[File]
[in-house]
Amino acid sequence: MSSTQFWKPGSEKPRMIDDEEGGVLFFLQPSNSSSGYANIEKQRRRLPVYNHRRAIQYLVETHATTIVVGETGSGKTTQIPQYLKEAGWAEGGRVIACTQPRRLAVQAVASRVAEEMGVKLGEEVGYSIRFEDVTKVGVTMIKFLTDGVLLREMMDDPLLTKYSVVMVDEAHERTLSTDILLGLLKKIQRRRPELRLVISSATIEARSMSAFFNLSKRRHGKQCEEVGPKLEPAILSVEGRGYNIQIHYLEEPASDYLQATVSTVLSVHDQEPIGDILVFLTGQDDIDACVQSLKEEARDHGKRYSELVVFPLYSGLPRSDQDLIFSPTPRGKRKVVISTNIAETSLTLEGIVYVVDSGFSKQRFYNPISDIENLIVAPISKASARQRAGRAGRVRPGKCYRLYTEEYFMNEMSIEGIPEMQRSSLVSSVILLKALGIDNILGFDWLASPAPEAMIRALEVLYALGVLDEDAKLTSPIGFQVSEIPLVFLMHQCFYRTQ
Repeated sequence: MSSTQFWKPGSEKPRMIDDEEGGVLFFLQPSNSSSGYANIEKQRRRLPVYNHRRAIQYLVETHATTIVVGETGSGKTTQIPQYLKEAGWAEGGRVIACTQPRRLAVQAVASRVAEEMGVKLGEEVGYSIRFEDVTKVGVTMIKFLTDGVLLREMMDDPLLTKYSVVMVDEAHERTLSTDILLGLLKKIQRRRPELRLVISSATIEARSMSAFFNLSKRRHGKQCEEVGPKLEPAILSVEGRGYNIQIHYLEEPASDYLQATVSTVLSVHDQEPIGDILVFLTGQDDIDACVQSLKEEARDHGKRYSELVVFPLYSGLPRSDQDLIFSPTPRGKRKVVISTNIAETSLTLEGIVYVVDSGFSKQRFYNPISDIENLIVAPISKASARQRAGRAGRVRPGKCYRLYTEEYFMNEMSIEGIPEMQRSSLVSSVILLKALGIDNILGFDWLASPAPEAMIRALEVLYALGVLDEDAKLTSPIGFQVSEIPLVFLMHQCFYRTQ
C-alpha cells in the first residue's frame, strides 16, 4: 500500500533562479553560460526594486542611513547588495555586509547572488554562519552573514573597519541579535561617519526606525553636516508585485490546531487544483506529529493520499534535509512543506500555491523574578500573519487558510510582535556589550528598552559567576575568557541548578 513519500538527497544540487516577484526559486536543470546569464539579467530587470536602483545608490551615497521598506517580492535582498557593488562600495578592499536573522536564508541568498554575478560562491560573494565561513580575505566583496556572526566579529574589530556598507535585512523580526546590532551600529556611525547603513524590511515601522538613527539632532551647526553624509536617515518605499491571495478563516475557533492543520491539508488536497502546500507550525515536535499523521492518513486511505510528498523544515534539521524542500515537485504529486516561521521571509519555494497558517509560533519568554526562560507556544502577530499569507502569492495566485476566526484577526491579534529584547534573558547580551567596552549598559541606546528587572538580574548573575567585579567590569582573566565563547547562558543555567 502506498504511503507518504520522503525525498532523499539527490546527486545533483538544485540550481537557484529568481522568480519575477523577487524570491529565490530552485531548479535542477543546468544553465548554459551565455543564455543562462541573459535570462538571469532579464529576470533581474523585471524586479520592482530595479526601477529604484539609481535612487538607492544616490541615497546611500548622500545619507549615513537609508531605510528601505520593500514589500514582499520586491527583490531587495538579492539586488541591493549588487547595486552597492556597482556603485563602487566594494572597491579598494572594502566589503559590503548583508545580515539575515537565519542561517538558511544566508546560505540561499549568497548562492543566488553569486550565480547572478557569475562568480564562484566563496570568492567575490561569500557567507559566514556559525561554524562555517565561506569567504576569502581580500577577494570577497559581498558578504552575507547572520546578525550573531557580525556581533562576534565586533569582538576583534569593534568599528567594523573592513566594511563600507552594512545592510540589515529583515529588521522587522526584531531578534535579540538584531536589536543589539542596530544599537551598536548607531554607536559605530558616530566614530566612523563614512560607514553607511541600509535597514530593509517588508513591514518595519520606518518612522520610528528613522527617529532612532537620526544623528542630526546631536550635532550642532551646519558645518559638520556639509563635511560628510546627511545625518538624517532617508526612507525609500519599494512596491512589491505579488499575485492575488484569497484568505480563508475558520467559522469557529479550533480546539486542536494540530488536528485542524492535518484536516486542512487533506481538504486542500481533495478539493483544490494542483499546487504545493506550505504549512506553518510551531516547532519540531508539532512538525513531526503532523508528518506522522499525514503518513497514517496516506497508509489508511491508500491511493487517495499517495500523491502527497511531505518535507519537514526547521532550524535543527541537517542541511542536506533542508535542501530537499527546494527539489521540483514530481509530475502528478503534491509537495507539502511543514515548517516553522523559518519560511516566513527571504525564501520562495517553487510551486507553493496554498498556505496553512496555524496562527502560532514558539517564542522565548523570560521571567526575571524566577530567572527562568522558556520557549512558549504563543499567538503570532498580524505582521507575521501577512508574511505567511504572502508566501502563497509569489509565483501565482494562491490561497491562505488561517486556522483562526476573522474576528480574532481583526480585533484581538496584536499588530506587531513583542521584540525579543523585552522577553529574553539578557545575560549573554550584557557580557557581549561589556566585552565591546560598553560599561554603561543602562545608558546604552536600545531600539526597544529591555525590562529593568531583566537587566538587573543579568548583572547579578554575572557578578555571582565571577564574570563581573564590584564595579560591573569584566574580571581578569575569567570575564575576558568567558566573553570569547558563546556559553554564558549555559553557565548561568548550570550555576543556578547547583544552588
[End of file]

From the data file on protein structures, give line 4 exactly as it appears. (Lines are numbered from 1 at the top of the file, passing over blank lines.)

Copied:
C-alpha cells in the first residue's frame, strides 16, 4: 500500500533562479553560460526594486542611513547588495555586509547572488554562519552573514573597519541579535561617519526606525553636516508585485490546531487544483506529529493520499534535509512543506500555491523574578500573519487558510510582535556589550528598552559567576575568557541548578 513519500538527497544540487516577484526559486536543470546569464539579467530587470536602483545608490551615497521598506517580492535582498557593488562600495578592499536573522536564508541568498554575478560562491560573494565561513580575505566583496556572526566579529574589530556598507535585512523580526546590532551600529556611525547603513524590511515601522538613527539632532551647526553624509536617515518605499491571495478563516475557533492543520491539508488536497502546500507550525515536535499523521492518513486511505510528498523544515534539521524542500515537485504529486516561521521571509519555494497558517509560533519568554526562560507556544502577530499569507502569492495566485476566526484577526491579534529584547534573558547580551567596552549598559541606546528587572538580574548573575567585579567590569582573566565563547547562558543555567 502506498504511503507518504520522503525525498532523499539527490546527486545533483538544485540550481537557484529568481522568480519575477523577487524570491529565490530552485531548479535542477543546468544553465548554459551565455543564455543562462541573459535570462538571469532579464529576470533581474523585471524586479520592482530595479526601477529604484539609481535612487538607492544616490541615497546611500548622500545619507549615513537609508531605510528601505520593500514589500514582499520586491527583490531587495538579492539586488541591493549588487547595486552597492556597482556603485563602487566594494572597491579598494572594502566589503559590503548583508545580515539575515537565519542561517538558511544566508546560505540561499549568497548562492543566488553569486550565480547572478557569475562568480564562484566563496570568492567575490561569500557567507559566514556559525561554524562555517565561506569567504576569502581580500577577494570577497559581498558578504552575507547572520546578525550573531557580525556581533562576534565586533569582538576583534569593534568599528567594523573592513566594511563600507552594512545592510540589515529583515529588521522587522526584531531578534535579540538584531536589536543589539542596530544599537551598536548607531554607536559605530558616530566614530566612523563614512560607514553607511541600509535597514530593509517588508513591514518595519520606518518612522520610528528613522527617529532612532537620526544623528542630526546631536550635532550642532551646519558645518559638520556639509563635511560628510546627511545625518538624517532617508526612507525609500519599494512596491512589491505579488499575485492575488484569497484568505480563508475558520467559522469557529479550533480546539486542536494540530488536528485542524492535518484536516486542512487533506481538504486542500481533495478539493483544490494542483499546487504545493506550505504549512506553518510551531516547532519540531508539532512538525513531526503532523508528518506522522499525514503518513497514517496516506497508509489508511491508500491511493487517495499517495500523491502527497511531505518535507519537514526547521532550524535543527541537517542541511542536506533542508535542501530537499527546494527539489521540483514530481509530475502528478503534491509537495507539502511543514515548517516553522523559518519560511516566513527571504525564501520562495517553487510551486507553493496554498498556505496553512496555524496562527502560532514558539517564542522565548523570560521571567526575571524566577530567572527562568522558556520557549512558549504563543499567538503570532498580524505582521507575521501577512508574511505567511504572502508566501502563497509569489509565483501565482494562491490561497491562505488561517486556522483562526476573522474576528480574532481583526480585533484581538496584536499588530506587531513583542521584540525579543523585552522577553529574553539578557545575560549573554550584557557580557557581549561589556566585552565591546560598553560599561554603561543602562545608558546604552536600545531600539526597544529591555525590562529593568531583566537587566538587573543579568548583572547579578554575572557578578555571582565571577564574570563581573564590584564595579560591573569584566574580571581578569575569567570575564575576558568567558566573553570569547558563546556559553554564558549555559553557565548561568548550570550555576543556578547547583544552588